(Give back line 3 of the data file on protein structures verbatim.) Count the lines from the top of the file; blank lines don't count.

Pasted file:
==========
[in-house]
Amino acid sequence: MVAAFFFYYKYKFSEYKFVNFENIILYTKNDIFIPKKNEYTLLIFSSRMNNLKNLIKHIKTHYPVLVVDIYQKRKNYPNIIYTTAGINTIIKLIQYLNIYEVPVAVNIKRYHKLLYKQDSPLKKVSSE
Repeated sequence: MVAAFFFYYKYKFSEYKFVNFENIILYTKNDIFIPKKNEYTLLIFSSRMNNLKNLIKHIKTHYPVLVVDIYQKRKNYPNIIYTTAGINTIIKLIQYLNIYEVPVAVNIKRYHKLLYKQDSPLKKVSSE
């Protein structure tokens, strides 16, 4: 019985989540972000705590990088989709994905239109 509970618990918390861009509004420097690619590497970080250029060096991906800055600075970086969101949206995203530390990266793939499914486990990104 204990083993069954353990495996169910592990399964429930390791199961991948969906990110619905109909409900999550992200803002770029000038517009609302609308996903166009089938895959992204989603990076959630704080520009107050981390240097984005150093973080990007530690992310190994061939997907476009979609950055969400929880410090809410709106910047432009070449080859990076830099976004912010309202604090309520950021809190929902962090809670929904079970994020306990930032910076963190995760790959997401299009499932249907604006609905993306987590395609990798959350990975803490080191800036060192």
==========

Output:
Repeated sequence: MVAAFFFYYKYKFSEYKFVNFENIILYTKNDIFIPKKNEYTLLIFSSRMNNLKNLIKHIKTHYPVLVVDIYQKRKNYPNIIYTTAGINTIIKLIQYLNIYEVPVAVNIKRYHKLLYKQDSPLKKVSSE